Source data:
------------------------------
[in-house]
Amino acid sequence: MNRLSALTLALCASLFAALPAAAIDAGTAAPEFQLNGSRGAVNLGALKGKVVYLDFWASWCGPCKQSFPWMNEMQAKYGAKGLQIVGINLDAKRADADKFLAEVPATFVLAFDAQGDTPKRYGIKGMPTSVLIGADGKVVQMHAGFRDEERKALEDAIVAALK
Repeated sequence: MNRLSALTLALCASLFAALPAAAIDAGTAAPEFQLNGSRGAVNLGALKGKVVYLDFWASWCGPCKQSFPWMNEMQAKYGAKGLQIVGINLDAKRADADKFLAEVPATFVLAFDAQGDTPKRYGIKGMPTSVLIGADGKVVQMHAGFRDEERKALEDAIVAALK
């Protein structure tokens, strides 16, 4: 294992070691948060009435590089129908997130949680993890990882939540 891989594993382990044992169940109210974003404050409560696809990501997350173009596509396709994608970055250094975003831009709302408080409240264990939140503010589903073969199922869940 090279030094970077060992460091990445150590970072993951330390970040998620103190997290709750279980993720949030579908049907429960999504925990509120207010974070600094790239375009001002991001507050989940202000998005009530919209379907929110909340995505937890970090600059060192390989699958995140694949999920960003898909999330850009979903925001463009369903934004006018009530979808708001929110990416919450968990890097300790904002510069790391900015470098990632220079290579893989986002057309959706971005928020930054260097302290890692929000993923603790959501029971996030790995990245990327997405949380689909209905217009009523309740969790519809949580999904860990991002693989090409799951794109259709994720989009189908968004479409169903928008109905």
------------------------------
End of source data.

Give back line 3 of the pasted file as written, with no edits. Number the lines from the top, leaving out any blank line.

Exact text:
Repeated sequence: MNRLSALTLALCASLFAALPAAAIDAGTAAPEFQLNGSRGAVNLGALKGKVVYLDFWASWCGPCKQSFPWMNEMQAKYGAKGLQIVGINLDAKRADADKFLAEVPATFVLAFDAQGDTPKRYGIKGMPTSVLIGADGKVVQMHAGFRDEERKALEDAIVAALK